A new booster forming the heart of a next-generation SpaceX Falcon 9 rocket underwent a three-minute test this week ahead of another of its type launching the Canadian Cassiope satellite this fall.
“Just completed full mission duration firing of next gen Falcon 9 booster,” wrote CEO Elon Musk on Twitter on Monday. “V[ery] proud of the boost stage team for overcoming many tough issues.”
SpaceX declined to elaborate on what the issues were in a statement to Space News, saying that the testing program is preliminary. (The company rarely comments on what goes on during tests.)
The firm has been steadily ramping up testing experience on the booster, as well as the Merlin-1D engine that powers it. In early June, it ran a brief 10-second test, then increased that to a 112-second test a week later. Check out the foom factor from that test below.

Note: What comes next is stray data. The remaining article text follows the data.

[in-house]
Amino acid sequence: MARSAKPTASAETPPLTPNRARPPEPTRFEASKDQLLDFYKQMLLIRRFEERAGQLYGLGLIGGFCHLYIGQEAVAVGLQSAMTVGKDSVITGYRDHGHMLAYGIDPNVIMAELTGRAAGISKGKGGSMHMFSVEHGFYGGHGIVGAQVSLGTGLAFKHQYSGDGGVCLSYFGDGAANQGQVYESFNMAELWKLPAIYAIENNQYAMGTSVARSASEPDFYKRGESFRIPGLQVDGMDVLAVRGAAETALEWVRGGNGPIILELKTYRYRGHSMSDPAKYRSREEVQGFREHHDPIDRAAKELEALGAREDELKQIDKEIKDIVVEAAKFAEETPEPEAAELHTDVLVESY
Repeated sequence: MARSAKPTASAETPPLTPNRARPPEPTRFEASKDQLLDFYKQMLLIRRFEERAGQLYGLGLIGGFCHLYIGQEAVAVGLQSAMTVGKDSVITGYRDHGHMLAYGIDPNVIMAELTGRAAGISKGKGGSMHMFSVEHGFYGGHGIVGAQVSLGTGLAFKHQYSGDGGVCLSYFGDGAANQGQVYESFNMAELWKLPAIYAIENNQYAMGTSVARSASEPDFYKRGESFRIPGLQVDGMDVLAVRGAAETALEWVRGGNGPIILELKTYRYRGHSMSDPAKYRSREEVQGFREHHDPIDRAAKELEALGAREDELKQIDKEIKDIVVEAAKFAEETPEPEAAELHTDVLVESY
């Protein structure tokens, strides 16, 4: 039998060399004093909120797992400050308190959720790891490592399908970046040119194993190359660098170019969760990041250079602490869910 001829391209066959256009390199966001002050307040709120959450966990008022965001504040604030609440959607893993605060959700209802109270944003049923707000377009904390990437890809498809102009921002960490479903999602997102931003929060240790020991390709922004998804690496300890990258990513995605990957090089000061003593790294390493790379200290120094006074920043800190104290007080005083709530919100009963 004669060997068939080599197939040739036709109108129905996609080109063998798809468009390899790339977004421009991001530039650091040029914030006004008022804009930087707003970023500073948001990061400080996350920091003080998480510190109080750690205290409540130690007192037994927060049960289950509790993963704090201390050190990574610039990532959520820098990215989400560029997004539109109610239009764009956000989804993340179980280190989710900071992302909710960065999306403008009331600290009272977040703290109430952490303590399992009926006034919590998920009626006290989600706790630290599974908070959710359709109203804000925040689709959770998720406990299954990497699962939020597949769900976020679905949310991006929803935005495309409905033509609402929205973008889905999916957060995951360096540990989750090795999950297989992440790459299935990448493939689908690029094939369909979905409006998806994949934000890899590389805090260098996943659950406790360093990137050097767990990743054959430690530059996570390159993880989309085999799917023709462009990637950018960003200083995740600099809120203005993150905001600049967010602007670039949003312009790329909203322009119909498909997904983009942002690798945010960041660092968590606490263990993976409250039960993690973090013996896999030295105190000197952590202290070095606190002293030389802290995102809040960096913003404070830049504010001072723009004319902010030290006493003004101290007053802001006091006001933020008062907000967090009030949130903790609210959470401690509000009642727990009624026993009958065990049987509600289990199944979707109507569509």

We’re still waiting for SpaceX to post pictures or video from the latest full mission test, but we’ll put them up if they become available.
SpaceX uses the same engines in the Grasshopper, a 10-story Vertical Takeoff Vertical Landing (VTVL) vehicle.
One of Grasshopper’s goals is to help SpaceX figure out how to bring a rocket back to Earth, ready to lift off again. A single Merlin 1D engine is enough to power Grasshopper. The new Falcon 9-R (R means “reusable”) requires nine.
Falcon 9-R is slated to loft Cassiope, a Canadian satellite that will observe space weather, in September.
Elizabeth Howell is the senior writer at Universe Today. She also works for Space.com, Space Exploration Network, the NASA Lunar Science Institute, NASA Astrobiology Magazine and LiveScience, among others. Career highlights include watching three shuttle launches, and going on a two-week simulated Mars expedition in rural Utah. You can follow her on Twitter @howellspace or contact her at her website.